Ships In Storm. Storm in the Ocean. Massive Waves. Big Waves




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Published on Oct 5, 2018

Ships In Storms Video Compilation. Massive Waves. Big Waves

In fluid dynamics, wind waves, or wind-generated waves, are surface waves that occur on the free surface of bodies of water (like oceans, seas, lakes, rivers, canals, puddles or ponds).

They result from the wind blowing over an area of fluid surface. Waves in the oceans can travel thousands of miles before reaching land. Wind waves on Earth range in size from small ripples, to waves over 100 ft (30 m) high.

When directly generated and affected by local winds, a wind wave system is called a wind sea. After the wind ceases to blow, wind waves are called swells. More generally, a swell consists of wind-generated waves that are not significantly affected by the local wind at that time. They have been generated elsewhere or some time ago. Wind waves in the ocean are called ocean surface waves.

Wind waves have a certain amount of randomness: subsequent waves differ in height, duration, and shape with limited predictability.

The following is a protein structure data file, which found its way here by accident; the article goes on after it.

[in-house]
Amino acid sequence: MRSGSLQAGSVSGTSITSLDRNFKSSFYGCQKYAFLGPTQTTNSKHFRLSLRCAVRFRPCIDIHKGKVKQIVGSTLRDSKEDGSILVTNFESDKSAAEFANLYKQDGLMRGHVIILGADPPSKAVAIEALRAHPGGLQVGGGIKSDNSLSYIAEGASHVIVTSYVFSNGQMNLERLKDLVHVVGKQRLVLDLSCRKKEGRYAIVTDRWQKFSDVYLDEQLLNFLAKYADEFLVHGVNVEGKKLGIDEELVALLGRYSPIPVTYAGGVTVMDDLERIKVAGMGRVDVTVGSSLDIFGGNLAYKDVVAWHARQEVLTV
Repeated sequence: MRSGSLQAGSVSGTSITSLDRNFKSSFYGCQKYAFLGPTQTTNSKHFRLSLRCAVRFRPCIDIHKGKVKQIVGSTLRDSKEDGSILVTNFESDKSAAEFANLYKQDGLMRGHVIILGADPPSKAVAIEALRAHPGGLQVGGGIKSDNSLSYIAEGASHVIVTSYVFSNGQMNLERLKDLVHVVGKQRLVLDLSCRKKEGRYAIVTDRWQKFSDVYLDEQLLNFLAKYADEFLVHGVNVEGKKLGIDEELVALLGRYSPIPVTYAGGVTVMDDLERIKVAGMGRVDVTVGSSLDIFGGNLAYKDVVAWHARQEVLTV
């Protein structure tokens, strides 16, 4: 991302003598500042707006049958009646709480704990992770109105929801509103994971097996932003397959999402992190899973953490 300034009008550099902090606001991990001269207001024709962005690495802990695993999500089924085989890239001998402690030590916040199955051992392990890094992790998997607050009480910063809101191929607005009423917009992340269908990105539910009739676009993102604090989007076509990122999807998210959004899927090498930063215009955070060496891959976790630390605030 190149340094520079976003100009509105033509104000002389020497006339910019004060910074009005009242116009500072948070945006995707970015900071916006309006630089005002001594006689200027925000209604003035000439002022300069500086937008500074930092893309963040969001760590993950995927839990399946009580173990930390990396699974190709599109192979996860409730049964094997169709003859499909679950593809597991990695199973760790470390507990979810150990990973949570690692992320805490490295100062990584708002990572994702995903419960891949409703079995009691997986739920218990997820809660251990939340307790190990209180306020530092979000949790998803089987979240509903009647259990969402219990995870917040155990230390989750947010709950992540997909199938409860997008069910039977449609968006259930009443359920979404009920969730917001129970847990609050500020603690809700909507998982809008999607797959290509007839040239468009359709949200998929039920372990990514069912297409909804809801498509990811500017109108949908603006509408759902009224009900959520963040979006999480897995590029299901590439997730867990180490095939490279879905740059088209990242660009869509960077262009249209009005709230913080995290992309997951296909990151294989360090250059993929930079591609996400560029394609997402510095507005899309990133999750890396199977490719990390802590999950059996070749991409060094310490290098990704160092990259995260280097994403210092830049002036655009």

They can be described as a stochastic process, in combination with the physics governing their generation, growth, propagation, and decay—as well as governing the interdependence between flow quantities such as: the water surface movements, flow velocities and water pressure. The key statistics of wind waves (both seas and swells) in evolving sea states can be predicted with wind wave models.

Although waves are usually considered in the water seas of Earth, the hydrocarbon seas of Titan may also have wind-driven waves

A storm is any disturbed state of an environment or in an astronomical body's atmosphere especially affecting its surface, and strongly implying severe weather.

It may be marked by significant disruptions to normal conditions such as strong wind, tornadoes, hail, thunder and lightning (a thunderstorm), heavy precipitation (snowstorm, rainstorm), heavy freezing rain (ice storm), strong winds (tropical cyclone, windstorm), or wind transporting some substance through the atmosphere as in a dust storm, blizzard, sandstorm, etc.

Storms have the potential to harm lives and property via storm surge, heavy rain or snow causing flooding or road impassibility, lightning, wildfires, and vertical wind shear. Systems with significant rainfall and duration help alleviate drought in places they move through.

Heavy snowfall can allow special recreational activities to take place which would not be possible otherwise, such as skiing and snowmobiling.

Desert storms are often accompanied by violent winds, and pass rapidly.


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